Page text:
Lakeith Lee Stanfield
Interview by Destin Daniel Cretton, Editor Nicole Disson
Images by Jan-Willem Dikkers
Styling by Naomi deLuce-Wilding
Video by David Markun
“My art was me trying to account for all these crazy
things in the world. A lack of satisfying
answers has always been my driving force.”
— Lakeith Lee Stanfield
LaKeith Lee “Keith” Stanfield
Lakeith Stanfield is a burgeoning actor and rapper known for his role in both the short and feature film versions of Short Term 12. Stanfield has also appeared in Selma and Dope and stars as Snoop Dogg in this summer’s N.W.A. biopic, Straight Outta Compton. He will appear in Don Cheadle’s upcoming Miles Davis biopic, Miles Ahead, as well as the Oliver Stone film, Snowden, alongside Joseph Gordon-Levitt and Shailene Woodley. Stanfield and producer HH have released one eponymous debut EP under their indie rap project MOORS.
Destin Daniel Cretton
Hawaiian screenwriter, director and producer Destin Daniel Cretton is known for his successful 2008 short Short Term 12 which won the Short Filmmaking Award at Sundance 2009. In 2013, Cretton adapted Short Term 12 into a critically acclaimed feature-length film of the same name.
Short Term 12
An extended version of the eponymous short, Short Term 12 is a feature film written and directed by Destin Daniel Cretton based on the auteur’s work experience in a group home for troubled teenagers. The recipient of extensive critical acclaim, the film premiered at the 2013 South By Southwest festival and won the Grand Jury Prize for best narrative feature.
Keith Stanfield and I first worked together about seven years ago when he acted in my thesis film for grad school. As a 16 year old with no acting experience, he was one of the most authentic performers I’d ever met. Since then, I’m happy to say that my admiration for him has only grown, both as an artist and a human. Watching his personal and professional success over the past few years has been such a joy, and it couldn’t be happening to a better soul. He’s an observer of humans, a fearless and vulnerable poet, a deep thinker, and a dude who knows how to be silly and have a good time. I never pass up an opportunity to hang with Keith, especially if wonton soup is involved.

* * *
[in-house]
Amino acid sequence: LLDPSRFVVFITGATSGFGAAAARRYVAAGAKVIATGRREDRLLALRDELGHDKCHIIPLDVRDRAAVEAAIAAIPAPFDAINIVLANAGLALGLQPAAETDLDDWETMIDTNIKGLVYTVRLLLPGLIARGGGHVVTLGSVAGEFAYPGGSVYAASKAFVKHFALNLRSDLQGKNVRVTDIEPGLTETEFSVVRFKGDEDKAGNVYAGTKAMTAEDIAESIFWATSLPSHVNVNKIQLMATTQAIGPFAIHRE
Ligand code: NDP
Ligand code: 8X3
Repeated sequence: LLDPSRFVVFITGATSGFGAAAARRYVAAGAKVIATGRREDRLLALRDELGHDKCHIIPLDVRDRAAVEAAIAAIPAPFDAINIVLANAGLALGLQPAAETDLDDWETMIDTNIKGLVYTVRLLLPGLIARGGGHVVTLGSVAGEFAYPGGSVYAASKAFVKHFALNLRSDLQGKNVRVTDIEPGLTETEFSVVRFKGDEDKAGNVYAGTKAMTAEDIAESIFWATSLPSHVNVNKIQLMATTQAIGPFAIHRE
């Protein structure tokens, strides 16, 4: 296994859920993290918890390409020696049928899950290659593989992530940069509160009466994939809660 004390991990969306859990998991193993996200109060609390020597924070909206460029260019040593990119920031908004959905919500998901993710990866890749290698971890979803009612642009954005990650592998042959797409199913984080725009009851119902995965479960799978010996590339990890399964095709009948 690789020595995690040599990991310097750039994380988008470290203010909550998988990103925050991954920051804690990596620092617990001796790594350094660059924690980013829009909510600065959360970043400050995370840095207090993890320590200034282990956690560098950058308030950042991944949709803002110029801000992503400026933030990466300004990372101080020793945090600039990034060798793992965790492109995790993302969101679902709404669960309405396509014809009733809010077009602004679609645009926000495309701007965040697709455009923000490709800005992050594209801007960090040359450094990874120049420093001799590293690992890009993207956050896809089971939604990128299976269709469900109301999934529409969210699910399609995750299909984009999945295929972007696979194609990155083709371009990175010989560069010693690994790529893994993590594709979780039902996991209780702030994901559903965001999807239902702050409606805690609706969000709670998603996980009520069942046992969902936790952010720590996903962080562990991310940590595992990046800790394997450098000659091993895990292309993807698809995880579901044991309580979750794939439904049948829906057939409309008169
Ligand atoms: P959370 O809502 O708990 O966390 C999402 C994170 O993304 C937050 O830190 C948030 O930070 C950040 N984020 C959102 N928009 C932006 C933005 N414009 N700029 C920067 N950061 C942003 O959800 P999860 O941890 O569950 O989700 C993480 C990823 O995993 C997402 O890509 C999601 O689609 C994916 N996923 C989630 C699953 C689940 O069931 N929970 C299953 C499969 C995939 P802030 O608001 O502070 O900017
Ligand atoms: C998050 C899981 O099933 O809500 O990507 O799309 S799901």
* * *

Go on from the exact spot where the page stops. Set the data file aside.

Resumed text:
Destin Daniel Cretton: I’ve never done an interview before. I wrote down some questions on these crappy sheets of paper… Maybe before we start, can you describe the setting we’re in for people who are reading this?
Lakeith Lee Stanfield: We’re in this restaurant in Chinatown, New Dragon Seafood. There are these nice ornaments hanging up around. It’s nice and comfy. And I get my all-time favorite food, wonton soup. That really sold me on coming to this place ’cause I don’t care where I’m at, what I’m doing—I can always have wonton soup.
DDC: Where does that come from?
LLS: I dunno, I just love it man. I find these meals that I really like since I’ve been out here in LA, like wonton soup. Kale salad is another one. I forget what that fish is called, but there’s some majestic fish that I really like too.
DDC: Part interview and part food critique. I just googled “best wonton soup in LA,” and this was one of the places that came up. So we’ll see. Where are you from?